U.S. advises against travel to China amid coronavirus fears
The U.S. advised against all travel to China as the number of cases of a worrying new virus grew more than tenfold in a week, including the highest death toll in a 24-hour period reported Friday.
The virus has infected almost 10,000 people globally in just two months, a worrying sign of its spread that prompted the World Health Organization to declare the outbreak a global emergency.
The State Department’s Level 4 “Do Not Travel” advisory, the highest grade of warning, told Americans in China to consider departing using commercial means. “Travelers should be prepared for travel restrictions to be put into effect with little or no advance notice,” the advisory said.
Hours later, Delta Air Lines and American Airlines announced they were suspending all flights between the U.S. and China, joining several other international carriers that have stopped flying to China as the virus outbreak continues to spread.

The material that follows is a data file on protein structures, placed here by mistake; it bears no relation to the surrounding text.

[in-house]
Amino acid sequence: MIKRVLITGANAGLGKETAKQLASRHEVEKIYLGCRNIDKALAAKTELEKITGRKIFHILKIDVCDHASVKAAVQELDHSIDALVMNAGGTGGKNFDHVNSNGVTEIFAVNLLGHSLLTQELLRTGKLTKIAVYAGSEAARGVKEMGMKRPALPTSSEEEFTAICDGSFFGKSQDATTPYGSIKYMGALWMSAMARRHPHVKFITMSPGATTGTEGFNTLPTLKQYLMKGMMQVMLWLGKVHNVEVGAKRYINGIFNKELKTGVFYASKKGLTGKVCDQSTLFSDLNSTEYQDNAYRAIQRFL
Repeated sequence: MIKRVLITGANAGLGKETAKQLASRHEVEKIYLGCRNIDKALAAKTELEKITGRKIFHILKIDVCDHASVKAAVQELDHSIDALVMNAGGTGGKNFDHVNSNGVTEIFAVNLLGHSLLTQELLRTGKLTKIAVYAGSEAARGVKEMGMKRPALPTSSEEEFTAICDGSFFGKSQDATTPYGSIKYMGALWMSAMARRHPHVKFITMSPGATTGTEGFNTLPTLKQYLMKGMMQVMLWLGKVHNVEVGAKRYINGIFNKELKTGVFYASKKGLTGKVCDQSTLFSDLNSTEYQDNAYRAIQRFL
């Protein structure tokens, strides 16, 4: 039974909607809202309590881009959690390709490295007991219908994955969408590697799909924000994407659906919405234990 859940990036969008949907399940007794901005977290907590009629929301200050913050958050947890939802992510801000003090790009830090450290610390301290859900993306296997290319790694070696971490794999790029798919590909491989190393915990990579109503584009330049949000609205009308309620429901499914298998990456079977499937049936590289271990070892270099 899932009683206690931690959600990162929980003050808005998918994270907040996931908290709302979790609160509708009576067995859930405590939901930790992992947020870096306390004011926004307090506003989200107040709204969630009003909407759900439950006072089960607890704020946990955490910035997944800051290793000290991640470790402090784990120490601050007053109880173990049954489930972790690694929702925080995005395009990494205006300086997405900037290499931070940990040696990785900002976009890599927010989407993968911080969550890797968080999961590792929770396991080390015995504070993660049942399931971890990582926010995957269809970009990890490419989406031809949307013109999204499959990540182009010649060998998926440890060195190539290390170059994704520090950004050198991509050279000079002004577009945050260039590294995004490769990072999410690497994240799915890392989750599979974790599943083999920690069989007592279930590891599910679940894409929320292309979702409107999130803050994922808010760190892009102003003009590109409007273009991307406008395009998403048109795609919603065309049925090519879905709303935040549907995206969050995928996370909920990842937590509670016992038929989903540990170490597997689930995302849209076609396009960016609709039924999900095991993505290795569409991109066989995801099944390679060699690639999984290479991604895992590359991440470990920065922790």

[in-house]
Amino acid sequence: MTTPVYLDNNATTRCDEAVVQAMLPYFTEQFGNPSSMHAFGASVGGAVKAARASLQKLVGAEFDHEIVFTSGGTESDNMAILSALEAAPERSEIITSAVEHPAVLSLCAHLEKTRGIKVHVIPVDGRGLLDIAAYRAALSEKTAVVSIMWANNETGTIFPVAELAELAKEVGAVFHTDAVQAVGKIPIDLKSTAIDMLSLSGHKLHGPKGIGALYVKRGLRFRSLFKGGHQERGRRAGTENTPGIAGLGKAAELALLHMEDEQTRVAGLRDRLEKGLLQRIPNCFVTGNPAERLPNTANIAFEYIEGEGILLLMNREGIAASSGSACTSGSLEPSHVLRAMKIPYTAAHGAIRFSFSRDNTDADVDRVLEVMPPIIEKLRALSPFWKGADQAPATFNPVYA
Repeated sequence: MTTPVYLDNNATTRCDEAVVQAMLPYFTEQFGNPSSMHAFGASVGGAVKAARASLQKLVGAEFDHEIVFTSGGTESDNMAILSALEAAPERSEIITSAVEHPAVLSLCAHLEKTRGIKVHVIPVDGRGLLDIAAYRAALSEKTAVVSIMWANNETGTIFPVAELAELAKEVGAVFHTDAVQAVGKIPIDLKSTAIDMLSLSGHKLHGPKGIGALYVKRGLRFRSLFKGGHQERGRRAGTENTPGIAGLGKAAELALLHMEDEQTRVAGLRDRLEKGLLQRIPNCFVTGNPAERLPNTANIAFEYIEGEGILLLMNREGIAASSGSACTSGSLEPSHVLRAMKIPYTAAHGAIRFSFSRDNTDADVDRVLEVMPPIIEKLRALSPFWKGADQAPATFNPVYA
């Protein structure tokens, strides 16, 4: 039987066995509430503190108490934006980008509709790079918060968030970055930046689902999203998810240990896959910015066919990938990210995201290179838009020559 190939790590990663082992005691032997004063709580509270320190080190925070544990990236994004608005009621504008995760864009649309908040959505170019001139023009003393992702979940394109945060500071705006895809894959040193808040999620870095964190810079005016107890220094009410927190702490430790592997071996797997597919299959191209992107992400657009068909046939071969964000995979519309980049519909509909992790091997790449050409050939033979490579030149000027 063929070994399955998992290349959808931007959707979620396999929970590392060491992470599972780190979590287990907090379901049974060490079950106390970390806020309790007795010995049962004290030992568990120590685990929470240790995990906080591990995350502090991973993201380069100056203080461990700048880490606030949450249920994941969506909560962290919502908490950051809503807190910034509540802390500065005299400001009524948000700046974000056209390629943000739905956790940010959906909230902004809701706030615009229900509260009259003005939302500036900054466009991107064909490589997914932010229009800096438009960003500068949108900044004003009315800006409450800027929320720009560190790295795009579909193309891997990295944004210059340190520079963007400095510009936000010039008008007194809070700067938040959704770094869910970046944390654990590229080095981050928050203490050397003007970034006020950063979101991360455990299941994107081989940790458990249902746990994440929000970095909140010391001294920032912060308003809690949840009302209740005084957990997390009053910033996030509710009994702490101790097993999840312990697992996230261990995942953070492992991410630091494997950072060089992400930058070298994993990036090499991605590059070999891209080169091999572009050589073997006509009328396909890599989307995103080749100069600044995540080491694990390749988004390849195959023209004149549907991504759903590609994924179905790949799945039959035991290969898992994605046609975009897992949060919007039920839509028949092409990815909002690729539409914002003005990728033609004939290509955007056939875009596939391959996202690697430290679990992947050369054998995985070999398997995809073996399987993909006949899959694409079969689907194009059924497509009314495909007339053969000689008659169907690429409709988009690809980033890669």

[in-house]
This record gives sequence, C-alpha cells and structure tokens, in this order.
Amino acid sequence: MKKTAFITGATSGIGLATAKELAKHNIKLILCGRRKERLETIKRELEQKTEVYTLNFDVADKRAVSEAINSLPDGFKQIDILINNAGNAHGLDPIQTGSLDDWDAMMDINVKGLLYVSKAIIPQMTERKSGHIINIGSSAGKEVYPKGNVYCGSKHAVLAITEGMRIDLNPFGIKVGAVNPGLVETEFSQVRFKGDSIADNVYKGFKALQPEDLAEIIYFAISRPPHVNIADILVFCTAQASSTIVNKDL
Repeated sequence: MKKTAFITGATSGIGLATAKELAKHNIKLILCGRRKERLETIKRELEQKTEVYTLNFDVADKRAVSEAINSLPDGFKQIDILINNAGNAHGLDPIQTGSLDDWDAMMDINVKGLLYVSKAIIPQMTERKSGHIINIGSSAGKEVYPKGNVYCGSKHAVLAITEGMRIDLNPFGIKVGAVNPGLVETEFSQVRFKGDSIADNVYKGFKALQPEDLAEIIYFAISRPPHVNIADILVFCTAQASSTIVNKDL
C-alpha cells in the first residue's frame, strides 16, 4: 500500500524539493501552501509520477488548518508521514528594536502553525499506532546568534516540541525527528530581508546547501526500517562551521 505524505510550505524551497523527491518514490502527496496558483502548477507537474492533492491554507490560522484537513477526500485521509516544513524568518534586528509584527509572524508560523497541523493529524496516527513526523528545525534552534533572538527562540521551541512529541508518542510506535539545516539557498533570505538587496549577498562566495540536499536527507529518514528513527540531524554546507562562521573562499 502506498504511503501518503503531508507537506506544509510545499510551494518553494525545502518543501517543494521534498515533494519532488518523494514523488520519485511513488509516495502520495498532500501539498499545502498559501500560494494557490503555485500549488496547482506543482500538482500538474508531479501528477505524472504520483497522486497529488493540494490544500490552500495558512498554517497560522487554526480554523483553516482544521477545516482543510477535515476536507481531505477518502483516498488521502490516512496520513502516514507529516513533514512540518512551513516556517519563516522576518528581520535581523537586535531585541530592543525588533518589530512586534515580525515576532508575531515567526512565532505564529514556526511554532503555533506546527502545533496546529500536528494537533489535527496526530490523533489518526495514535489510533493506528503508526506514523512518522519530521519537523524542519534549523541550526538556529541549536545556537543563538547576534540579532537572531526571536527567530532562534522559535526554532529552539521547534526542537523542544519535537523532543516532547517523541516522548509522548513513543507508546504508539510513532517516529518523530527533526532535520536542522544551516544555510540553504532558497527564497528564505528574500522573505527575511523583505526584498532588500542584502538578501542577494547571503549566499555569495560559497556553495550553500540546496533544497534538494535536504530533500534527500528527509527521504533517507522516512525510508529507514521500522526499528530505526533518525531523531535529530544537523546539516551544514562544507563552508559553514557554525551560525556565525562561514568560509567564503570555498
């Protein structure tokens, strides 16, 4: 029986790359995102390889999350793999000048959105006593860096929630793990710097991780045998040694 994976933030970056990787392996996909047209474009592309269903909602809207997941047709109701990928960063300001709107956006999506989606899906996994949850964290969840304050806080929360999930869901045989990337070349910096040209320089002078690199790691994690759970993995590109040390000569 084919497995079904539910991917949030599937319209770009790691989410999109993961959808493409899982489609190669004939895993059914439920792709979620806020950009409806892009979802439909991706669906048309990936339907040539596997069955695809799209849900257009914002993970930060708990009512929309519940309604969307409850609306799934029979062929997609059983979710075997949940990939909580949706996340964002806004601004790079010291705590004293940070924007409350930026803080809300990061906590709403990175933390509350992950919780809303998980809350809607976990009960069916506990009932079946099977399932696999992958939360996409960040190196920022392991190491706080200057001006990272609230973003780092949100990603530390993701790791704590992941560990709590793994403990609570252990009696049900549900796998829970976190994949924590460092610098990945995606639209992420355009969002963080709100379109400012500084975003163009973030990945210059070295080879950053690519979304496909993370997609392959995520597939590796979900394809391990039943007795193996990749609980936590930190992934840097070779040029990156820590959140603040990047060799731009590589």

American said it will halt flights starting Friday and running through March 27. Delta plans to wait until Feb. 6 to suspend China operations to help travelers in China leave the country. Delta said it will stop the flights through April 30.
United Airlines, the only other U.S. carrier with direct flights to China, has announced it will reduce but not stop service to China. All three U.S. carriers had reported a steep decline in bookings to China.
China as of Friday morning counted 9,692 confirmed cases with a death toll of 213, including 43 new fatalities. The vast majority of the cases have been in Hubei province and its provincial capital, Wuhan, where the first illnesses were detected in December. No deaths have been reported outside China.
The National Health Commission reported 171 cases have been “cured and discharged from hospital.” WHO has said most people who got the illness had milder cases, though 20% experienced severe symptoms. Symptoms of the new coronavirus include fever and cough and in severe cases, shortness of breath and pneumonia.